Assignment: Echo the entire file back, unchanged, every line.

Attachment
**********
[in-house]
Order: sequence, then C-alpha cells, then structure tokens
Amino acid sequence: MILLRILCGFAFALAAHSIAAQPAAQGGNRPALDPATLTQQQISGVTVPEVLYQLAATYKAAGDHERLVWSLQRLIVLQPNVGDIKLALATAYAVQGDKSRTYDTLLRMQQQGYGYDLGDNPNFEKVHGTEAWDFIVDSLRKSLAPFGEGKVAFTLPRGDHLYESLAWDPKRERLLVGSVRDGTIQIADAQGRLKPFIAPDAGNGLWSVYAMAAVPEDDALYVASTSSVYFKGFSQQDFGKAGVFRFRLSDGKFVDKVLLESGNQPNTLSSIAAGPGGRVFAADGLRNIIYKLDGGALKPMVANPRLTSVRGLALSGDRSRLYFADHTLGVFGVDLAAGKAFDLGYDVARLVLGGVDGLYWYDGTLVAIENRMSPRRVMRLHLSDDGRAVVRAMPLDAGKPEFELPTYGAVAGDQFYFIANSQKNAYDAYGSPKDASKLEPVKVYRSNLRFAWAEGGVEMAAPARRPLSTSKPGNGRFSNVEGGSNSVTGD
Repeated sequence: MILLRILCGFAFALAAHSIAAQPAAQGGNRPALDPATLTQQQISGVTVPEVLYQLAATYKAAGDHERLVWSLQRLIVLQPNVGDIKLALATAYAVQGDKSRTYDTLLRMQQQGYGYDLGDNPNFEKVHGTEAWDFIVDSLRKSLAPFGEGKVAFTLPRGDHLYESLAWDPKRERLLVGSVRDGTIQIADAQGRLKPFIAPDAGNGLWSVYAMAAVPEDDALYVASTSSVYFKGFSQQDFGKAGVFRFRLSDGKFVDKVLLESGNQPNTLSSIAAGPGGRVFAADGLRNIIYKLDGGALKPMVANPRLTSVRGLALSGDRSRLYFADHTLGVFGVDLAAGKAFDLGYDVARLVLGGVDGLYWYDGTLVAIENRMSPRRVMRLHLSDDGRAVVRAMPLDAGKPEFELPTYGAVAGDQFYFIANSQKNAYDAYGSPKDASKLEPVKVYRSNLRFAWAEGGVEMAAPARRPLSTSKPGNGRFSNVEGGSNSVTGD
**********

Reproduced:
[in-house]
Order: sequence, then C-alpha cells, then structure tokens
Amino acid sequence: MILLRILCGFAFALAAHSIAAQPAAQGGNRPALDPATLTQQQISGVTVPEVLYQLAATYKAAGDHERLVWSLQRLIVLQPNVGDIKLALATAYAVQGDKSRTYDTLLRMQQQGYGYDLGDNPNFEKVHGTEAWDFIVDSLRKSLAPFGEGKVAFTLPRGDHLYESLAWDPKRERLLVGSVRDGTIQIADAQGRLKPFIAPDAGNGLWSVYAMAAVPEDDALYVASTSSVYFKGFSQQDFGKAGVFRFRLSDGKFVDKVLLESGNQPNTLSSIAAGPGGRVFAADGLRNIIYKLDGGALKPMVANPRLTSVRGLALSGDRSRLYFADHTLGVFGVDLAAGKAFDLGYDVARLVLGGVDGLYWYDGTLVAIENRMSPRRVMRLHLSDDGRAVVRAMPLDAGKPEFELPTYGAVAGDQFYFIANSQKNAYDAYGSPKDASKLEPVKVYRSNLRFAWAEGGVEMAAPARRPLSTSKPGNGRFSNVEGGSNSVTGD
Repeated sequence: MILLRILCGFAFALAAHSIAAQPAAQGGNRPALDPATLTQQQISGVTVPEVLYQLAATYKAAGDHERLVWSLQRLIVLQPNVGDIKLALATAYAVQGDKSRTYDTLLRMQQQGYGYDLGDNPNFEKVHGTEAWDFIVDSLRKSLAPFGEGKVAFTLPRGDHLYESLAWDPKRERLLVGSVRDGTIQIADAQGRLKPFIAPDAGNGLWSVYAMAAVPEDDALYVASTSSVYFKGFSQQDFGKAGVFRFRLSDGKFVDKVLLESGNQPNTLSSIAAGPGGRVFAADGLRNIIYKLDGGALKPMVANPRLTSVRGLALSGDRSRLYFADHTLGVFGVDLAAGKAFDLGYDVARLVLGGVDGLYWYDGTLVAIENRMSPRRVMRLHLSDDGRAVVRAMPLDAGKPEFELPTYGAVAGDQFYFIANSQKNAYDAYGSPKDASKLEPVKVYRSNLRFAWAEGGVEMAAPARRPLSTSKPGNGRFSNVEGGSNSVTGD